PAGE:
Most Recent

image: 23andMe Partners with Pfizer

23andMe Partners with Pfizer

By | January 13, 2015

The personal genomics company strikes yet another deal to glean biomedically relevant information from its user data.

1 Comment

image: Reassessing One Really Old Fish

Reassessing One Really Old Fish

By | January 13, 2015

New analysis of an ancient specimen prompts a rethink of fish forebears.

1 Comment

image: Ebola Update

Ebola Update

By | January 12, 2015

Researchers gear up for efficacy trials of experimental Ebola vaccines in Africa.

0 Comments

image: Growing Human Guts in Mice

Growing Human Guts in Mice

By | January 12, 2015

Researchers make more progress toward growing human intestines in mice, paving the way for better models of intestinal function and failure.

0 Comments

image: Mitochondrial Enzyme Detailed

Mitochondrial Enzyme Detailed

By | January 9, 2015

Researchers reveal clues regarding how an ancient mitochondrial enzyme helps maintain healthy cells across the tree of life.

0 Comments

image: The Benefits of Being a “Bearded Lady”

The Benefits of Being a “Bearded Lady”

By | January 8, 2015

A study of female eastern fence lizards that bear a distinctly male trait yields tantalizing clues about the tradeoffs involved in blurring the lines of sexual dimorphism.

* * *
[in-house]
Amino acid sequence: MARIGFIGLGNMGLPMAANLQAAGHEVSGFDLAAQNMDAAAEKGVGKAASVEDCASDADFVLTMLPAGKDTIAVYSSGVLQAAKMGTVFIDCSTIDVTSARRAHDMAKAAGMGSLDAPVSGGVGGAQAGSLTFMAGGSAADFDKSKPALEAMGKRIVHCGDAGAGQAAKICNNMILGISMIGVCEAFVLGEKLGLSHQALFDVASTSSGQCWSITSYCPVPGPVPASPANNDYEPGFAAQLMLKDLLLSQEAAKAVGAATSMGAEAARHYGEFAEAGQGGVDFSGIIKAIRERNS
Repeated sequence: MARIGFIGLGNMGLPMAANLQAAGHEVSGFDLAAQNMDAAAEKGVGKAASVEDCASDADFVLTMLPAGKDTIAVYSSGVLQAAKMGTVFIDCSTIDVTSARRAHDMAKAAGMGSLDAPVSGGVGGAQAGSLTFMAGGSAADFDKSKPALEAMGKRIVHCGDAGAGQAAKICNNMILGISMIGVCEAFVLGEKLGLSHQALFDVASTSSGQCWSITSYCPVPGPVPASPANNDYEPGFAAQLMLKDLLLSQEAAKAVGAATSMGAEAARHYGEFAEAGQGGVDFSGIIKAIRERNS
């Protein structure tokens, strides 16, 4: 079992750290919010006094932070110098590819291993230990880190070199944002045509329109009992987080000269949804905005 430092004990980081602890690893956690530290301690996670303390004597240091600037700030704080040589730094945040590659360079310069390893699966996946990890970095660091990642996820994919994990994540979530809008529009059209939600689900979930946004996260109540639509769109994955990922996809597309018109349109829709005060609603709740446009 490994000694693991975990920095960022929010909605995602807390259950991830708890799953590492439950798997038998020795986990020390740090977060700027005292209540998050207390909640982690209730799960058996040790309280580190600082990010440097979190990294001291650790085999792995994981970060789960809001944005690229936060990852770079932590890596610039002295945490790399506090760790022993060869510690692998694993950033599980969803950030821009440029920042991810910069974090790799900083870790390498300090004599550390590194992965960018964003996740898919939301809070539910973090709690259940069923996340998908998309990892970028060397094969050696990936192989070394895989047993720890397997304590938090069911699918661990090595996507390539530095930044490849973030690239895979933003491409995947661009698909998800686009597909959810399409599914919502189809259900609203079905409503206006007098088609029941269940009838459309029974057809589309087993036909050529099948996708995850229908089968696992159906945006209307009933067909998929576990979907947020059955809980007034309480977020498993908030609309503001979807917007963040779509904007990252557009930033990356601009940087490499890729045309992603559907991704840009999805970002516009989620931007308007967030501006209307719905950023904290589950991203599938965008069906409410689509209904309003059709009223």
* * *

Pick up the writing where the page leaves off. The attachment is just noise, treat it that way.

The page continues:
0 Comments

image: Spinoff Company to Develop Rare Disease Drugs

Spinoff Company to Develop Rare Disease Drugs

By | January 7, 2015

Maryland-based Vtesse will work with the US National Institutes of Health to advance treatments for Niemann-Pick Type C disease and other lysosomal storage disorders.

1 Comment

image: New Antibiotic from Soil Bacteria

New Antibiotic from Soil Bacteria

By | January 7, 2015

Researchers have isolated a new kind of antibiotic from a previously unknown and uncultured bacterial genus.  

3 Comments

image: Contributors

Contributors

By | January 1, 2015

Meet some of the people featured in the January 2015 issue of The Scientist.

0 Comments

image: Eye on the Fly

Eye on the Fly

By | January 1, 2015

Automating Drosophila behavior screens gives researchers a break from tedious observation, and enables higher-throughput, more-quantitative experiments than ever before.

0 Comments

Popular Now

  1. GM Mosquitoes Closer to Release in U.S.
  2. Judge Recommends Ruling to Block Internet Access to Sci-Hub
  3. Opinion: Microbiology Needs More Math
  4. Do Pathogens Gain Virulence as Hosts Become More Resistant?
RayBiotech